Nearly one in three (31%) of the 1,006 UK-based workers polled by HR software provider CIPHR in May report working more hours or extra shifts because of rising living costs over the last few months, and one in eight (12%) have taken on an additional job.
One in four (26%) men and one in five (18%) women say they’ve requested a pay rise to help offset record inflation.
A further 12% (16% of men and 10% of women) have asked their employer to expand their employee benefits package, by, for example, adding a health cashback plan or an employee discounts scheme.
Many, however, are looking elsewhere to boost their earnings. One in eight (12%) people claim to have already found alternative employment with higher wages. Over double that number (27%) are considering doing the same – finding a job with better pay – because of cost of living increases.
Legal professionals and hospitality workers are, at least statistically, the most likely to change jobs for more money (38% and 35% respectively are considering getting a new job with better pay), followed by workers in finance, IT, and education (32%, 32% and 31% respectively).
While it’s impossible to quantify the full effects of the ongoing cost of living crisis on an individual’s health and wellbeing, CIPHR’s research reveals that two in three people (68%) admit to feeling stressed or overwhelmed at times because of it.
Women are more likely than men to say they feel this way (74% compared to 61%). Younger workers also appear to be more affected than other age groups, with 76% of 18-to-34-year-olds, compared to 57% of people over 45, saying that cost of living increases have caused them to experience stress or feel overwhelmed.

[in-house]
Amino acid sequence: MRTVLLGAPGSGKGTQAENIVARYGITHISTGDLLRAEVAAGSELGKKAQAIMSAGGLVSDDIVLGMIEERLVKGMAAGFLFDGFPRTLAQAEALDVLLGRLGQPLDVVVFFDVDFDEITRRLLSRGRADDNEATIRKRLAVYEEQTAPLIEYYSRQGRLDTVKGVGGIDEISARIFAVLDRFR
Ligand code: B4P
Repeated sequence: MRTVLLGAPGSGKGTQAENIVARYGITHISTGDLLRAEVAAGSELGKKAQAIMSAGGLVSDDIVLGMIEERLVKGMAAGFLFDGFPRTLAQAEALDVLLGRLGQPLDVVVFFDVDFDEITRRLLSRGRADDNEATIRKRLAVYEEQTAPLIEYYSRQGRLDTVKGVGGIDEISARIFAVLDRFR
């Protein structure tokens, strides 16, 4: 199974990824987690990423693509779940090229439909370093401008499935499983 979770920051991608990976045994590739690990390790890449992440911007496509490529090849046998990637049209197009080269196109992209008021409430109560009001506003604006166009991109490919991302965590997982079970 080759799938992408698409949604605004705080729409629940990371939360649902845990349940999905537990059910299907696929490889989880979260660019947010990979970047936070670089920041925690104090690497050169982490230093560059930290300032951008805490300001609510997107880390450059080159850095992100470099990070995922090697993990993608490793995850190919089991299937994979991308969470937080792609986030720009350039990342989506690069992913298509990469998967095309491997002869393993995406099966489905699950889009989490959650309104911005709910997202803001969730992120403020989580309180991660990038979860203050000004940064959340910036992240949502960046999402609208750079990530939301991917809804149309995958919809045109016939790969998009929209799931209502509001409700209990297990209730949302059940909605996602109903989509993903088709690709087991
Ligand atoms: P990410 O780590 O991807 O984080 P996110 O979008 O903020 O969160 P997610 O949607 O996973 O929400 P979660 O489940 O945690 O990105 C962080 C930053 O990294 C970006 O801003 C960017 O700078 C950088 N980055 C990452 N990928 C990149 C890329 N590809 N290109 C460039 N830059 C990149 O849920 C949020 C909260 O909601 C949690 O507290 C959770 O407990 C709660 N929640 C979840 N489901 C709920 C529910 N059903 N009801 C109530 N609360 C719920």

This mirrors recent findings from the Office for National Statistics’ latest opinions and lifestyle survey, released earlier this month, which showed that 77% of people felt very or somewhat worried about the rising cost of living.
Reducing household spending – something that 67% of CIPHR’s survey respondents say they’ve already done – unfortunately only goes so far (70% of workers with children and 64% of workers with no children have made changes to their expenditure, as a result of rising living costs).
Other decisions that people have taken in response to spiralling living costs include requesting remote working to save money on petrol or commuting costs (21%) and asking employers for help and advice or wellbeing support (18%).
One worrying outcome of a cut in real annual salaries – where high inflation reduces the value of wages and pushes up the cost of living – is that people may start forcing themselves to work even when they are too ill to do so because they simply can’t afford not to.
Shockingly, that’s the potential reality for nearly half (46%) of survey respondents over the last few months (it’s even higher for low-wage workers).
Over half (56%) of individuals earning under £30,000, compared to 37% of those earning over £45,000, say they have attended work, despite being unwell, because they didn’t want to take the time off and have their salary docked.
For employees that work at organisations that only pay in line with statutory sick pay (SSP) rules, it means they must be off work sick for three days unpaid before they qualify to receive it. In comparison, for those entitled to company or contractual sick pay, it’s often triggered from day one.
According to the data, the industries that are most likely to have staff attending work while sick are wholesale, retail, and construction (70%, 56% and 51% of employees in those industries respectively). The numbers for manufacturing, education, and health and social care are also high (48%, 47% and 47% respectively).